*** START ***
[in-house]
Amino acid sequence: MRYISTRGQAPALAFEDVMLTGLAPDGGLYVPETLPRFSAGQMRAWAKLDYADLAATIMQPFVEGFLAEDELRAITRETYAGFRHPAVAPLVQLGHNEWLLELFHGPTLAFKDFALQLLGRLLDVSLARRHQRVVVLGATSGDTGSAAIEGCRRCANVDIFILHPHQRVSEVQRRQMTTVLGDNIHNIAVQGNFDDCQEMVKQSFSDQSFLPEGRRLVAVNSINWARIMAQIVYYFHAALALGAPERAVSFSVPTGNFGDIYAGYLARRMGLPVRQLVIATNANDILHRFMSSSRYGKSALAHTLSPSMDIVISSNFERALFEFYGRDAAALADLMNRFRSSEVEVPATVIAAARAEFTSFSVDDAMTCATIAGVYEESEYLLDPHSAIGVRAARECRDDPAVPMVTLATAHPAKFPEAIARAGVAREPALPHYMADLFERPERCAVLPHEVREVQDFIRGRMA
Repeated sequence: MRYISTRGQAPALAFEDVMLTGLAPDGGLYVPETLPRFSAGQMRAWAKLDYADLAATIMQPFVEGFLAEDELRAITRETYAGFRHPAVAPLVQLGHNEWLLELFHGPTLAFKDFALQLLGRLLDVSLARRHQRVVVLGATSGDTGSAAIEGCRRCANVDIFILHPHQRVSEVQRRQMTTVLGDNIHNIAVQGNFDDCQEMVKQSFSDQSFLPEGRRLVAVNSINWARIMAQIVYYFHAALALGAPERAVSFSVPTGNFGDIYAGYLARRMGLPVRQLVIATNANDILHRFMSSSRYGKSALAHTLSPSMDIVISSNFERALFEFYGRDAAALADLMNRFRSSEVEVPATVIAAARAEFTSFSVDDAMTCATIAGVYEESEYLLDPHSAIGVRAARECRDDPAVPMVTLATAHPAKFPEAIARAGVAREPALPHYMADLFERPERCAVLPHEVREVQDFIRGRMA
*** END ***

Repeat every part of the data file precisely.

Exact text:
[in-house]
Amino acid sequence: MRYISTRGQAPALAFEDVMLTGLAPDGGLYVPETLPRFSAGQMRAWAKLDYADLAATIMQPFVEGFLAEDELRAITRETYAGFRHPAVAPLVQLGHNEWLLELFHGPTLAFKDFALQLLGRLLDVSLARRHQRVVVLGATSGDTGSAAIEGCRRCANVDIFILHPHQRVSEVQRRQMTTVLGDNIHNIAVQGNFDDCQEMVKQSFSDQSFLPEGRRLVAVNSINWARIMAQIVYYFHAALALGAPERAVSFSVPTGNFGDIYAGYLARRMGLPVRQLVIATNANDILHRFMSSSRYGKSALAHTLSPSMDIVISSNFERALFEFYGRDAAALADLMNRFRSSEVEVPATVIAAARAEFTSFSVDDAMTCATIAGVYEESEYLLDPHSAIGVRAARECRDDPAVPMVTLATAHPAKFPEAIARAGVAREPALPHYMADLFERPERCAVLPHEVREVQDFIRGRMA
Repeated sequence: MRYISTRGQAPALAFEDVMLTGLAPDGGLYVPETLPRFSAGQMRAWAKLDYADLAATIMQPFVEGFLAEDELRAITRETYAGFRHPAVAPLVQLGHNEWLLELFHGPTLAFKDFALQLLGRLLDVSLARRHQRVVVLGATSGDTGSAAIEGCRRCANVDIFILHPHQRVSEVQRRQMTTVLGDNIHNIAVQGNFDDCQEMVKQSFSDQSFLPEGRRLVAVNSINWARIMAQIVYYFHAALALGAPERAVSFSVPTGNFGDIYAGYLARRMGLPVRQLVIATNANDILHRFMSSSRYGKSALAHTLSPSMDIVISSNFERALFEFYGRDAAALADLMNRFRSSEVEVPATVIAAARAEFTSFSVDDAMTCATIAGVYEESEYLLDPHSAIGVRAARECRDDPAVPMVTLATAHPAKFPEAIARAGVAREPALPHYMADLFERPERCAVLPHEVREVQDFIRGRMA